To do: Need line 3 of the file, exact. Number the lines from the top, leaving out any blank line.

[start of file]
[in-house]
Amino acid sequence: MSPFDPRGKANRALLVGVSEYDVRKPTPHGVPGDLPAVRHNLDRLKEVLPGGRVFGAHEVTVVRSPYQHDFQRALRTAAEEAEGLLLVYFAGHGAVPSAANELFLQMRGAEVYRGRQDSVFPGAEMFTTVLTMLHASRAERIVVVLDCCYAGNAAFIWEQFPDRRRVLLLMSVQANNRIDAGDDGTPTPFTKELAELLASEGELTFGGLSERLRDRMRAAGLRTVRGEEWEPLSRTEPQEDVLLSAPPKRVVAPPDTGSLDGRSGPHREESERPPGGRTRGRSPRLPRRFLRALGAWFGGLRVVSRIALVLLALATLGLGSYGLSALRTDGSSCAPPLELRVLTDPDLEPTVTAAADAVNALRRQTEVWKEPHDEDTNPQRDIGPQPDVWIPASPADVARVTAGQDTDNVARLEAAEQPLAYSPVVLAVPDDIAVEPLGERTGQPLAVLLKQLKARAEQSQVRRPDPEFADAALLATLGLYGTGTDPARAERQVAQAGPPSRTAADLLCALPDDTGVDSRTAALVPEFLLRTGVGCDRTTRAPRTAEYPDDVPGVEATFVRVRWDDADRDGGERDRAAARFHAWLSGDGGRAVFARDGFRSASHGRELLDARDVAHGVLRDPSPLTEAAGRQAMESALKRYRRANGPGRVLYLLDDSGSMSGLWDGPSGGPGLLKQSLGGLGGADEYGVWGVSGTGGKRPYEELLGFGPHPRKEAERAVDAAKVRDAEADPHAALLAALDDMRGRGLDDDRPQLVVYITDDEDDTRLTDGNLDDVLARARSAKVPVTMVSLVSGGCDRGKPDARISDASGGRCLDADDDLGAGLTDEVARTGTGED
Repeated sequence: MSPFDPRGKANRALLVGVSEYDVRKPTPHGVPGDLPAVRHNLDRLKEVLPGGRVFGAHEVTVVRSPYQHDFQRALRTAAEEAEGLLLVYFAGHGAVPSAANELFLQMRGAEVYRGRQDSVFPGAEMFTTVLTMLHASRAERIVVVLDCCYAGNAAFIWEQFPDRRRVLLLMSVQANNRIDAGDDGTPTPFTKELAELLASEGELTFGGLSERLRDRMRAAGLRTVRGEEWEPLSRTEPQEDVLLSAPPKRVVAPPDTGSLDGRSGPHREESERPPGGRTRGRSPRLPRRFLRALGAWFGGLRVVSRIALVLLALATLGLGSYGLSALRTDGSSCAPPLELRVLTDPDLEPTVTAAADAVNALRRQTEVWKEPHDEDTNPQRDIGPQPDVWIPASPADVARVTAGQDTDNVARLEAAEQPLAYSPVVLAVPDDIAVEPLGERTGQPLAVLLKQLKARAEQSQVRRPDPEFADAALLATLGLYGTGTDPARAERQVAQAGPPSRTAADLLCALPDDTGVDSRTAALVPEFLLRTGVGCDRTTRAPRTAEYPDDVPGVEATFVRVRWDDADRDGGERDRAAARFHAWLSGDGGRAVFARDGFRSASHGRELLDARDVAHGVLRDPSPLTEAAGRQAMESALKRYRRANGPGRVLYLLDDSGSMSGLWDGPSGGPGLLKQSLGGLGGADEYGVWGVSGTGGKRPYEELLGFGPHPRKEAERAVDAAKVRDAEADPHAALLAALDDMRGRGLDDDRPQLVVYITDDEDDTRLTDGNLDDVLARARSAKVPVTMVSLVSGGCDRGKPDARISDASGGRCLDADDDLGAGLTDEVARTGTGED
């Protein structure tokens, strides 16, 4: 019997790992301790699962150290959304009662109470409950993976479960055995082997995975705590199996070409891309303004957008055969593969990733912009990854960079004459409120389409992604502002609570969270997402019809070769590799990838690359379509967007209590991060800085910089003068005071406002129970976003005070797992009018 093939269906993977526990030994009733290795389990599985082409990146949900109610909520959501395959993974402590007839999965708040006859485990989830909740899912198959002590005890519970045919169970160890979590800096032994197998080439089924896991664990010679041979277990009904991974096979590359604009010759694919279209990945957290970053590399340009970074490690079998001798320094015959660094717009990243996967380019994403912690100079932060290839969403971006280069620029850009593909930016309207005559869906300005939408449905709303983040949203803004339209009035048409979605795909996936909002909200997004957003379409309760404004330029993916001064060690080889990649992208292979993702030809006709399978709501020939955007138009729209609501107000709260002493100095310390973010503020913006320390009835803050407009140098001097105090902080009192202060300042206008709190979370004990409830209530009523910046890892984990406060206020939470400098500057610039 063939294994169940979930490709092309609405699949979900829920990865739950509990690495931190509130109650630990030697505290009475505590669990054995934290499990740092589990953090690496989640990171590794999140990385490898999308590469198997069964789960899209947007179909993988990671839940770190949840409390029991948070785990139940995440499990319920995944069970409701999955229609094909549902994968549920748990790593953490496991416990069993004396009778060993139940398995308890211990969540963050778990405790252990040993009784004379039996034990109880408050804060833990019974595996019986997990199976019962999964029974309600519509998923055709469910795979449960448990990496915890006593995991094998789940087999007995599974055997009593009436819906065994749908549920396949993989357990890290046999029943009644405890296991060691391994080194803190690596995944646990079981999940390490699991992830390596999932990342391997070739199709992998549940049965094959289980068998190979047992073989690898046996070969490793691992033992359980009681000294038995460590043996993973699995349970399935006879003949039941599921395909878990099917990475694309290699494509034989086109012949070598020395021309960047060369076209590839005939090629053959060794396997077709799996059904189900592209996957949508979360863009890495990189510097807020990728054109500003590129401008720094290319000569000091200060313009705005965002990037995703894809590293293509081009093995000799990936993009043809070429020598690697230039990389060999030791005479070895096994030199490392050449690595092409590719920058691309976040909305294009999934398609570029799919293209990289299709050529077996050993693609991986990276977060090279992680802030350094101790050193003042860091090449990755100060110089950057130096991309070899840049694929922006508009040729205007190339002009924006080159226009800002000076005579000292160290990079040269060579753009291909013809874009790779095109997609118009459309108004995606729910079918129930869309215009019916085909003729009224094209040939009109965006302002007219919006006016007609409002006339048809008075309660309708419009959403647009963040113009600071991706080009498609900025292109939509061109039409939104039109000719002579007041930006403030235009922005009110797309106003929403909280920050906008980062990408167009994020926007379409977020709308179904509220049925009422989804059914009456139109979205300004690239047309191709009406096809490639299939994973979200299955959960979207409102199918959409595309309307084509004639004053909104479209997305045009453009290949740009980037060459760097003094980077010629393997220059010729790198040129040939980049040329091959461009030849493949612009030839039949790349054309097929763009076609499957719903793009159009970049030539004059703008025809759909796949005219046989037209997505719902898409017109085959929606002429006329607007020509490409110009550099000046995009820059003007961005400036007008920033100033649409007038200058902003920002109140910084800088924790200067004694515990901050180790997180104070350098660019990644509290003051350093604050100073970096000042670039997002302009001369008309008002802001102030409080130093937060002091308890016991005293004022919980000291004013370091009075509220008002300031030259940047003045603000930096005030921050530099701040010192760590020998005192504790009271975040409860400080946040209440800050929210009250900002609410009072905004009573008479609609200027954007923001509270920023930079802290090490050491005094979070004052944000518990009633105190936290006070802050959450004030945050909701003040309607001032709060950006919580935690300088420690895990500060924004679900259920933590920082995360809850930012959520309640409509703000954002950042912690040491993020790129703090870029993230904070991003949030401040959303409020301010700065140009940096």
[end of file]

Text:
Repeated sequence: MSPFDPRGKANRALLVGVSEYDVRKPTPHGVPGDLPAVRHNLDRLKEVLPGGRVFGAHEVTVVRSPYQHDFQRALRTAAEEAEGLLLVYFAGHGAVPSAANELFLQMRGAEVYRGRQDSVFPGAEMFTTVLTMLHASRAERIVVVLDCCYAGNAAFIWEQFPDRRRVLLLMSVQANNRIDAGDDGTPTPFTKELAELLASEGELTFGGLSERLRDRMRAAGLRTVRGEEWEPLSRTEPQEDVLLSAPPKRVVAPPDTGSLDGRSGPHREESERPPGGRTRGRSPRLPRRFLRALGAWFGGLRVVSRIALVLLALATLGLGSYGLSALRTDGSSCAPPLELRVLTDPDLEPTVTAAADAVNALRRQTEVWKEPHDEDTNPQRDIGPQPDVWIPASPADVARVTAGQDTDNVARLEAAEQPLAYSPVVLAVPDDIAVEPLGERTGQPLAVLLKQLKARAEQSQVRRPDPEFADAALLATLGLYGTGTDPARAERQVAQAGPPSRTAADLLCALPDDTGVDSRTAALVPEFLLRTGVGCDRTTRAPRTAEYPDDVPGVEATFVRVRWDDADRDGGERDRAAARFHAWLSGDGGRAVFARDGFRSASHGRELLDARDVAHGVLRDPSPLTEAAGRQAMESALKRYRRANGPGRVLYLLDDSGSMSGLWDGPSGGPGLLKQSLGGLGGADEYGVWGVSGTGGKRPYEELLGFGPHPRKEAERAVDAAKVRDAEADPHAALLAALDDMRGRGLDDDRPQLVVYITDDEDDTRLTDGNLDDVLARARSAKVPVTMVSLVSGGCDRGKPDARISDASGGRCLDADDDLGAGLTDEVARTGTGED